Self-Efficacy as a Predictor of Dietary Change in a Low-Socioeconomic-Status Southern Adult Population

Jackilen Shannon, Betty Kirkley, Alice Ammerman, Thomas Keyserling, Kristine Kelsey, Robert DeVellis, Ross J. Simpson

Research output: Contribution to journalArticle

31 Scopus citations

Abstract

There is an increasing emphasis on designing health promotion interventions for low-socioeconomic-status (SES) individuals. However, many previously developed behavior change tools have not been tested in this population. Self-efficacy was measured at pre- and postintervention as part of a randomized clinical trial to reduce cholesterol levels in rural low-SES Southern adults. A 22-item scale was designed and validated to measure subjects' confidence in their abilities to make dietary changes. High mean self-efficacy was noted in both control and intervention subjects at pre- and postintervention. Mean self-efficacy score was a significant predictor of dietary change at both preintervention and postintervention. This study demonstrates that self-efficacy is a predictor of ability to make dietary changes in a low-SES rural population. This finding is of significance to researchers and practitioners wishing to design theory-based health promotion interventions in this population.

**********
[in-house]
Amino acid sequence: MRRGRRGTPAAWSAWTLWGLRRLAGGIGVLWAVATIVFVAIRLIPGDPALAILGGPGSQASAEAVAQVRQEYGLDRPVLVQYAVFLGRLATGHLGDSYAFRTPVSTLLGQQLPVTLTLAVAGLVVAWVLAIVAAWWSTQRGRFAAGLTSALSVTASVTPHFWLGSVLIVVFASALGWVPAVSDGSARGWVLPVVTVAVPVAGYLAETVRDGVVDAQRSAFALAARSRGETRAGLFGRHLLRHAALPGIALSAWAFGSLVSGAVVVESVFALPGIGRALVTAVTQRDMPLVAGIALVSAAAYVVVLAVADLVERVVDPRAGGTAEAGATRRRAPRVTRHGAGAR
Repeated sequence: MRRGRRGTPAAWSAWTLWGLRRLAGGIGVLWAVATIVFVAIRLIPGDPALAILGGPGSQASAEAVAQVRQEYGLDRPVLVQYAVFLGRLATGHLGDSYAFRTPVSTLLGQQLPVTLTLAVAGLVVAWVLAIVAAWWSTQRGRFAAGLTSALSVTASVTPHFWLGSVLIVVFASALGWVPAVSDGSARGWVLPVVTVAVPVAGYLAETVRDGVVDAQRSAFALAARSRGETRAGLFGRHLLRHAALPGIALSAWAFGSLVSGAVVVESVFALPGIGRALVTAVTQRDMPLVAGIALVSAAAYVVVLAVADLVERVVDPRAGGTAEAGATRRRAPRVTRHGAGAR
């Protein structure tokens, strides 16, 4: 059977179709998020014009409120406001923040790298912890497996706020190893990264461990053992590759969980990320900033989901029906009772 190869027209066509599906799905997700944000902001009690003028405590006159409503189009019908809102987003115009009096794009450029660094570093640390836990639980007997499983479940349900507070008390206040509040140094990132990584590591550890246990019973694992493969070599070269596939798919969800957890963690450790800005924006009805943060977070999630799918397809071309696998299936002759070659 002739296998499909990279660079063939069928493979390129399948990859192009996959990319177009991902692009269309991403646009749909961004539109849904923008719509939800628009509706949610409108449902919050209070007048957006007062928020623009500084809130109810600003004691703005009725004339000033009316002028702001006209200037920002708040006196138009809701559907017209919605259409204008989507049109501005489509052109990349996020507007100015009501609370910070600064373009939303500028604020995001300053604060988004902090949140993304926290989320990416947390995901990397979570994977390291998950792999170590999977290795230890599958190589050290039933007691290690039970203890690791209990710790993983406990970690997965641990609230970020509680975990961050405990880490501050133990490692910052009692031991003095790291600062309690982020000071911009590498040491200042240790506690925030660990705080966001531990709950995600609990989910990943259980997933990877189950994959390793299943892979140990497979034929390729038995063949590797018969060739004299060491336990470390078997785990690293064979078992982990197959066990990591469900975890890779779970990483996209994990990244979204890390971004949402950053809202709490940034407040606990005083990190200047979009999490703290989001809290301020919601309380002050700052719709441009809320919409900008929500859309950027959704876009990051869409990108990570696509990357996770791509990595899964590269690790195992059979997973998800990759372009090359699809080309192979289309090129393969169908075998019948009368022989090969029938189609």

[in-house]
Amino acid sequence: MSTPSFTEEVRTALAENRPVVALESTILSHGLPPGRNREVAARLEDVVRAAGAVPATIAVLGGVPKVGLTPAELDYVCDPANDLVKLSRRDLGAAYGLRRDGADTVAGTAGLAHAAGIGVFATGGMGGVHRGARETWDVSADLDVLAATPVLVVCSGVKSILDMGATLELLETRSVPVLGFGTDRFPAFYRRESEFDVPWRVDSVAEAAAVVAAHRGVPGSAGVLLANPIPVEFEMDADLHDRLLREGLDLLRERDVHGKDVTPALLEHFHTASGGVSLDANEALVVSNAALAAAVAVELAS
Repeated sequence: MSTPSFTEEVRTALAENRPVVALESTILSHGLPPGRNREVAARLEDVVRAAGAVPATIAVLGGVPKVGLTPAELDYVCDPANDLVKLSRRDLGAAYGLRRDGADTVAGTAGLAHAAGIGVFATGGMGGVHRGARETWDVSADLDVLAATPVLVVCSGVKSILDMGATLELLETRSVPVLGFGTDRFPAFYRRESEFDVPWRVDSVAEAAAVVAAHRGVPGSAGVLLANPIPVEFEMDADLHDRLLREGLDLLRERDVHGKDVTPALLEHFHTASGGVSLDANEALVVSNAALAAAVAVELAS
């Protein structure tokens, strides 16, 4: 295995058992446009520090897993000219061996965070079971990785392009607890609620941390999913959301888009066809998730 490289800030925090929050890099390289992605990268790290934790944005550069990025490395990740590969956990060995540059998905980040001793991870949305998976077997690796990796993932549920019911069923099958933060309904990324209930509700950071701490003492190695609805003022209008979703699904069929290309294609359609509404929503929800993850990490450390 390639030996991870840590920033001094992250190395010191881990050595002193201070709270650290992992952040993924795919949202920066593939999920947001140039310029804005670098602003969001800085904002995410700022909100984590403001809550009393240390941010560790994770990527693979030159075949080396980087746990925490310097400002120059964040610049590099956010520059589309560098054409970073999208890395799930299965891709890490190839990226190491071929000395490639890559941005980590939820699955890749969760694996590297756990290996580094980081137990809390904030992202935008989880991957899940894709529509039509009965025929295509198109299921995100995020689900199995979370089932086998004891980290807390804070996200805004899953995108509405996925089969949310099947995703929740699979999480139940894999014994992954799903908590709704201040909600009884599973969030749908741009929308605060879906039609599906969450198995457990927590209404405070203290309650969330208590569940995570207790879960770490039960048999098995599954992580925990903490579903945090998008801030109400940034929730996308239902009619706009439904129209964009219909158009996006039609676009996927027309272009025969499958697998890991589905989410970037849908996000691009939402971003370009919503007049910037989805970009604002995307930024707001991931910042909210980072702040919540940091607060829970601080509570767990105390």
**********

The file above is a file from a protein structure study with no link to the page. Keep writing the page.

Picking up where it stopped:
Original languageEnglish (US)
Pages (from-to)357-368
Number of pages12
JournalHealth Education and Behavior
Volume24
Issue number3
DOIs
StatePublished - Jun 1997

ASJC Scopus subject areas

  • Arts and Humanities (miscellaneous)
  • Public Health, Environmental and Occupational Health

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    Shannon, J., Kirkley, B., Ammerman, A., Keyserling, T., Kelsey, K., DeVellis, R., & Simpson, R. J. (1997). Self-Efficacy as a Predictor of Dietary Change in a Low-Socioeconomic-Status Southern Adult Population. Health Education and Behavior, 24(3), 357-368. https://doi.org/10.1177/109019819702400308